Scarface is a powerful film with a familiar message. If it fails to be genuinely tragic, that's because we never quite get the sense of Tony having very far to fall - he always seems to stay the same vicious hood he was at the start. Other aspects of the film don't help. The fashions are perfectly accurate for the period but look unfortunately ludicrous - was there ever a worse time for men's clothing - and its difficult to suppress a giggle when Pacino turns up sporting a collar the size of Bolivia. Worse still is the music score., Giorgio Moroder, erstwhile purveyor of disco-pap for films such as Flashdance, provides a score which is so dated it is, paradoxically, entirely appropriate for 1980. Unfortunately, it doesn't have the power to match the images and ends up sounding inadequate for the emotions it is supposed to be supporting. The only time it's effective is during the opening credits, when it has the right pounding sense of anticipation to go well with the TV news clips of the Cuban exodus.

This film isn't quite the neglected masterpiece that some claim, although time has been very kind to it, but nor is it the piece of trash that most reviewers felt it was on first release. It's well made, well acted piece of cinema which takes a familiar genre and re-defines it for the drug culture of the eighties. As such, it's probably right that it should take its place among the great gangster movies. Whether or not I prefer it to The Untouchables and Carlito's Way depends on mood but I think it has something special and unique which those two films, good as they are, can't quite match.

The Disc

The first question fans of this film will want answered is whether its worth upgrading the original R2 release from 2001 for this new 2 disc release. The answer is yes, but not without certain reservations. Those whose priority is the quality of the transfer will certainly want to replace their old copies but anyone who is interested in the bonus features is likely to be disappointed.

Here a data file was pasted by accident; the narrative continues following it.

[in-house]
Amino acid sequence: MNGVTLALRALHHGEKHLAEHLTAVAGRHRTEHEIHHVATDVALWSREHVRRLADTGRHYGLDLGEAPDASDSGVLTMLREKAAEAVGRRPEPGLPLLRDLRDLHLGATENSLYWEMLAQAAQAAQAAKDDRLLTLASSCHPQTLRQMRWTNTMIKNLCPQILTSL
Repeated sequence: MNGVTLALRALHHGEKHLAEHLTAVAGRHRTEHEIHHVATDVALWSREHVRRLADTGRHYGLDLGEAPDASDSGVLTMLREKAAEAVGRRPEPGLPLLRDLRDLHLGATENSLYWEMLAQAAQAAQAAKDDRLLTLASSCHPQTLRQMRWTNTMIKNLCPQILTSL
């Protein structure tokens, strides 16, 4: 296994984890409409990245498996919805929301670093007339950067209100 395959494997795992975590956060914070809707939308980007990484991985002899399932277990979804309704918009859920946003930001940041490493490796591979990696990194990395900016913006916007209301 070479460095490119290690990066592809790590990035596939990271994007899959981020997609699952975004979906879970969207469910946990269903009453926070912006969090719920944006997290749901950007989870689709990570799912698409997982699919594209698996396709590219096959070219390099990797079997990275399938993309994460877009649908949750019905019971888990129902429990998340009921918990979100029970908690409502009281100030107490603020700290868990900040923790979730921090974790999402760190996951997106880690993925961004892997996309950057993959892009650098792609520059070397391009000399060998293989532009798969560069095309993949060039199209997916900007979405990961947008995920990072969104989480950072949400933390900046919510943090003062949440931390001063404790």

Let's start with the good news. This new anamorphic 2.35:1 transfer is pleasing to look at. At first, I feared the worst as the Universal logo contains some nasty white scratches. But as soon as the credits started, I relaxed in front of a detailed, clean and sharp transfer. The colours will knock your eyes out, as they should considering the rich cinematography from John A. Alonzo and the reds and yellows are particularly lively. The excessive grain and print damage of the 2001 release, which was otherwise an improvement on the original US release, has largely gone although I did notice some serious edge enhancement issues in places and occasional texturing is distracting in some of the richer colours. Blacks are deep and there are few issues with artefacting. Overall, despite a few minor flaws, this is a very nice transfer.

Two soundtracks are provided; DTS 5.1 Surround and Dolby Digital 5.1. The original release contained a DD 4.0 soundtrack which did the job quite nicely but lacked a certain punch. These remixes, presumably authorised by the director, are an improvement although in some respects they're not much different from the 4.0 version. Separations are improved with the front channels coming across considerably more strongly and the surround channels are used to reasonably good effect, largely with the musical score. But the rears are hardly used at all and the sub doesn't seem to get much action either, except during the gun battles towards the end. I didn't notice a great deal of difference between DTS and DD 5.1 tracks to be honest, although I found the dialogue more natural sounding on the DTS track. The best way to appreciate the soundtrack is to play it as loud as you can, if only in order to give the cat a well-deserved fright.